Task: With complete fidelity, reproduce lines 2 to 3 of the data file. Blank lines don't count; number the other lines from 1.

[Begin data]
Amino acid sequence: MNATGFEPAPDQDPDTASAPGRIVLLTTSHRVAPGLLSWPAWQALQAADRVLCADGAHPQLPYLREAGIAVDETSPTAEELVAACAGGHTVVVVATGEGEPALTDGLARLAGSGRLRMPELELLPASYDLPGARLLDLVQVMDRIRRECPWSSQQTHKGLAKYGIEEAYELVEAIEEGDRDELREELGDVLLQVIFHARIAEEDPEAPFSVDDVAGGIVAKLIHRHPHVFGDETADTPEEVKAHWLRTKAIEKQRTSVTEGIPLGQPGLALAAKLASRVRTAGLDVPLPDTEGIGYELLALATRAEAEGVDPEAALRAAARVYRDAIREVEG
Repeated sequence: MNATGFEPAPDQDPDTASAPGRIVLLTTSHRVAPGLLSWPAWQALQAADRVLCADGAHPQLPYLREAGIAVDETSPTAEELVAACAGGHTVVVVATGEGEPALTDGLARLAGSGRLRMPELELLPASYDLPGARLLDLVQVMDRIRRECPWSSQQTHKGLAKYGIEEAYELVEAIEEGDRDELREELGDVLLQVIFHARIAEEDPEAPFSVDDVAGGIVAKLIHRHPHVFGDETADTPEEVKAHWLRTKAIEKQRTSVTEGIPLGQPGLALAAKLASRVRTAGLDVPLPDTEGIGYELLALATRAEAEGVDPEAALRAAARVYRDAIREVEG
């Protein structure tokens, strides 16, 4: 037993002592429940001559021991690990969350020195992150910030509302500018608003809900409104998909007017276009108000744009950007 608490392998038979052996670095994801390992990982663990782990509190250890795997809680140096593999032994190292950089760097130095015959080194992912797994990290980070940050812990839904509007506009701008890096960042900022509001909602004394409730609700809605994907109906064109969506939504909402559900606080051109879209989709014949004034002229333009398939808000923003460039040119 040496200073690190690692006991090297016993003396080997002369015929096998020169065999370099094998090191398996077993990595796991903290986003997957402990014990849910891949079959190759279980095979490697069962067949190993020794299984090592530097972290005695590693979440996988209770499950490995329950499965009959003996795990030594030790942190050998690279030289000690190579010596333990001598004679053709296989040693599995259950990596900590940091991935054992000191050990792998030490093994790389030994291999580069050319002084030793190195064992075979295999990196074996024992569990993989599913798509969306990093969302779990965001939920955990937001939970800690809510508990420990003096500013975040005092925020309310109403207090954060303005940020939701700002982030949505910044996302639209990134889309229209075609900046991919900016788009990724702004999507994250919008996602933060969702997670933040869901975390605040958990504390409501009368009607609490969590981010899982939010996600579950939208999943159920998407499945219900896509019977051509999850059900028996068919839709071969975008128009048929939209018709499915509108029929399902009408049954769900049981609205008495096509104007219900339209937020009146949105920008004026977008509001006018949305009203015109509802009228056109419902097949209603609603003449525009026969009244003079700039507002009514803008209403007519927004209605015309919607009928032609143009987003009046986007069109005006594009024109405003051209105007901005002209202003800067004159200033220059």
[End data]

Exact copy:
Repeated sequence: MNATGFEPAPDQDPDTASAPGRIVLLTTSHRVAPGLLSWPAWQALQAADRVLCADGAHPQLPYLREAGIAVDETSPTAEELVAACAGGHTVVVVATGEGEPALTDGLARLAGSGRLRMPELELLPASYDLPGARLLDLVQVMDRIRRECPWSSQQTHKGLAKYGIEEAYELVEAIEEGDRDELREELGDVLLQVIFHARIAEEDPEAPFSVDDVAGGIVAKLIHRHPHVFGDETADTPEEVKAHWLRTKAIEKQRTSVTEGIPLGQPGLALAAKLASRVRTAGLDVPLPDTEGIGYELLALATRAEAEGVDPEAALRAAARVYRDAIREVEG
């Protein structure tokens, strides 16, 4: 037993002592429940001559021991690990969350020195992150910030509302500018608003809900409104998909007017276009108000744009950007 608490392998038979052996670095994801390992990982663990782990509190250890795997809680140096593999032994190292950089760097130095015959080194992912797994990290980070940050812990839904509007506009701008890096960042900022509001909602004394409730609700809605994907109906064109969506939504909402559900606080051109879209989709014949004034002229333009398939808000923003460039040119 040496200073690190690692006991090297016993003396080997002369015929096998020169065999370099094998090191398996077993990595796991903290986003997957402990014990849910891949079959190759279980095979490697069962067949190993020794299984090592530097972290005695590693979440996988209770499950490995329950499965009959003996795990030594030790942190050998690279030289000690190579010596333990001598004679053709296989040693599995259950990596900590940091991935054992000191050990792998030490093994790389030994291999580069050319002084030793190195064992075979295999990196074996024992569990993989599913798509969306990093969302779990965001939920955990937001939970800690809510508990420990003096500013975040005092925020309310109403207090954060303005940020939701700002982030949505910044996302639209990134889309229209075609900046991919900016788009990724702004999507994250919008996602933060969702997670933040869901975390605040958990504390409501009368009607609490969590981010899982939010996600579950939208999943159920998407499945219900896509019977051509999850059900028996068919839709071969975008128009048929939209018709499915509108029929399902009408049954769900049981609205008495096509104007219900339209937020009146949105920008004026977008509001006018949305009203015109509802009228056109419902097949209603609603003449525009026969009244003079700039507002009514803008209403007519927004209605015309919607009928032609143009987003009046986007069109005006594009024109405003051209105007901005002209202003800067004159200033220059």